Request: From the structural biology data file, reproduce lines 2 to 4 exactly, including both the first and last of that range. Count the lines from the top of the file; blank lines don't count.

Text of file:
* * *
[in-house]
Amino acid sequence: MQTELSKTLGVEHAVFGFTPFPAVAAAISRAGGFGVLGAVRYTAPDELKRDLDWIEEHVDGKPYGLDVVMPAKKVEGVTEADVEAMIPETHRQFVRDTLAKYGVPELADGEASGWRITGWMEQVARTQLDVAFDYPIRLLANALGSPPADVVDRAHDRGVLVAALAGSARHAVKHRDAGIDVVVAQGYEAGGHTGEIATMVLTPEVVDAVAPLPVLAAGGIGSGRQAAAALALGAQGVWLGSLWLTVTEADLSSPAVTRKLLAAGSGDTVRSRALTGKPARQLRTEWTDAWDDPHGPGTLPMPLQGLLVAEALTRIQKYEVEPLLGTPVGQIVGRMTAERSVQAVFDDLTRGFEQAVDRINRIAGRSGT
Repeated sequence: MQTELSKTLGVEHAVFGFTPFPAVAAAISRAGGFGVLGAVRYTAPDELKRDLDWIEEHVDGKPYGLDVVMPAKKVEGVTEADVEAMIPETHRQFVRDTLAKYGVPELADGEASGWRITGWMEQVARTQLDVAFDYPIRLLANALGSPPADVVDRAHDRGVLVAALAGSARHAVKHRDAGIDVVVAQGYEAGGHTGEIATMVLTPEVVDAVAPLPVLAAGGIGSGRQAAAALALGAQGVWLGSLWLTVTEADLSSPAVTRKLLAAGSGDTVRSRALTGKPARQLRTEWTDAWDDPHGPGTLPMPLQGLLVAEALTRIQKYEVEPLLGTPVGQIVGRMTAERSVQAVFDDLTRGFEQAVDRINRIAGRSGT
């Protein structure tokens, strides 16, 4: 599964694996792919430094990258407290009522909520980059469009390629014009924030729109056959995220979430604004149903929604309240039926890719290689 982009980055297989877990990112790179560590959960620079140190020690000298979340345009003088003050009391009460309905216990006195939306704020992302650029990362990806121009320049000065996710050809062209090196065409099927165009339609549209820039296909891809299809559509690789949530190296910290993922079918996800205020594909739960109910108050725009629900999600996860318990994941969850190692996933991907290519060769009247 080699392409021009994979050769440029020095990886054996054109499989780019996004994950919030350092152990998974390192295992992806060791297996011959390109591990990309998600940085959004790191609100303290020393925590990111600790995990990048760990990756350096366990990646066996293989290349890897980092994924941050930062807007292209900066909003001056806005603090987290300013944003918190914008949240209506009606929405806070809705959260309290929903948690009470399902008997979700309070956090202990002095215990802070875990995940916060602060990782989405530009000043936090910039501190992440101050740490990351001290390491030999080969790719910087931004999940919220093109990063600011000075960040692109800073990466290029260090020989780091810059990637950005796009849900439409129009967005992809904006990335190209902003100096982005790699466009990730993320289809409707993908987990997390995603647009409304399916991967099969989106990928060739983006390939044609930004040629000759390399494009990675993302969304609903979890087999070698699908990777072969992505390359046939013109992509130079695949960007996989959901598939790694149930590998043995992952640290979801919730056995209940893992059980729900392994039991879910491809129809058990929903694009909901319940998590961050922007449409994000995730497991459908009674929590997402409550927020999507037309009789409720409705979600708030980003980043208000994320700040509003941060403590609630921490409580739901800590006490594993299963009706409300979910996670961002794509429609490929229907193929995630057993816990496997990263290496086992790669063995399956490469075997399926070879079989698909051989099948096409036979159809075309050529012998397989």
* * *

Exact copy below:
Amino acid sequence: MQTELSKTLGVEHAVFGFTPFPAVAAAISRAGGFGVLGAVRYTAPDELKRDLDWIEEHVDGKPYGLDVVMPAKKVEGVTEADVEAMIPETHRQFVRDTLAKYGVPELADGEASGWRITGWMEQVARTQLDVAFDYPIRLLANALGSPPADVVDRAHDRGVLVAALAGSARHAVKHRDAGIDVVVAQGYEAGGHTGEIATMVLTPEVVDAVAPLPVLAAGGIGSGRQAAAALALGAQGVWLGSLWLTVTEADLSSPAVTRKLLAAGSGDTVRSRALTGKPARQLRTEWTDAWDDPHGPGTLPMPLQGLLVAEALTRIQKYEVEPLLGTPVGQIVGRMTAERSVQAVFDDLTRGFEQAVDRINRIAGRSGT
Repeated sequence: MQTELSKTLGVEHAVFGFTPFPAVAAAISRAGGFGVLGAVRYTAPDELKRDLDWIEEHVDGKPYGLDVVMPAKKVEGVTEADVEAMIPETHRQFVRDTLAKYGVPELADGEASGWRITGWMEQVARTQLDVAFDYPIRLLANALGSPPADVVDRAHDRGVLVAALAGSARHAVKHRDAGIDVVVAQGYEAGGHTGEIATMVLTPEVVDAVAPLPVLAAGGIGSGRQAAAALALGAQGVWLGSLWLTVTEADLSSPAVTRKLLAAGSGDTVRSRALTGKPARQLRTEWTDAWDDPHGPGTLPMPLQGLLVAEALTRIQKYEVEPLLGTPVGQIVGRMTAERSVQAVFDDLTRGFEQAVDRINRIAGRSGT
């Protein structure tokens, strides 16, 4: 599964694996792919430094990258407290009522909520980059469009390629014009924030729109056959995220979430604004149903929604309240039926890719290689 982009980055297989877990990112790179560590959960620079140190020690000298979340345009003088003050009391009460309905216990006195939306704020992302650029990362990806121009320049000065996710050809062209090196065409099927165009339609549209820039296909891809299809559509690789949530190296910290993922079918996800205020594909739960109910108050725009629900999600996860318990994941969850190692996933991907290519060769009247 080699392409021009994979050769440029020095990886054996054109499989780019996004994950919030350092152990998974390192295992992806060791297996011959390109591990990309998600940085959004790191609100303290020393925590990111600790995990990048760990990756350096366990990646066996293989290349890897980092994924941050930062807007292209900066909003001056806005603090987290300013944003918190914008949240209506009606929405806070809705959260309290929903948690009470399902008997979700309070956090202990002095215990802070875990995940916060602060990782989405530009000043936090910039501190992440101050740490990351001290390491030999080969790719910087931004999940919220093109990063600011000075960040692109800073990466290029260090020989780091810059990637950005796009849900439409129009967005992809904006990335190209902003100096982005790699466009990730993320289809409707993908987990997390995603647009409304399916991967099969989106990928060739983006390939044609930004040629000759390399494009990675993302969304609903979890087999070698699908990777072969992505390359046939013109992509130079695949960007996989959901598939790694149930590998043995992952640290979801919730056995209940893992059980729900392994039991879910491809129809058990929903694009909901319940998590961050922007449409994000995730497991459908009674929590997402409550927020999507037309009789409720409705979600708030980003980043208000994320700040509003941060403590609630921490409580739901800590006490594993299963009706409300979910996670961002794509429609490929229907193929995630057993816990496997990263290496086992790669063995399956490469075997399926070879079989698909051989099948096409036979159809075309050529012998397989």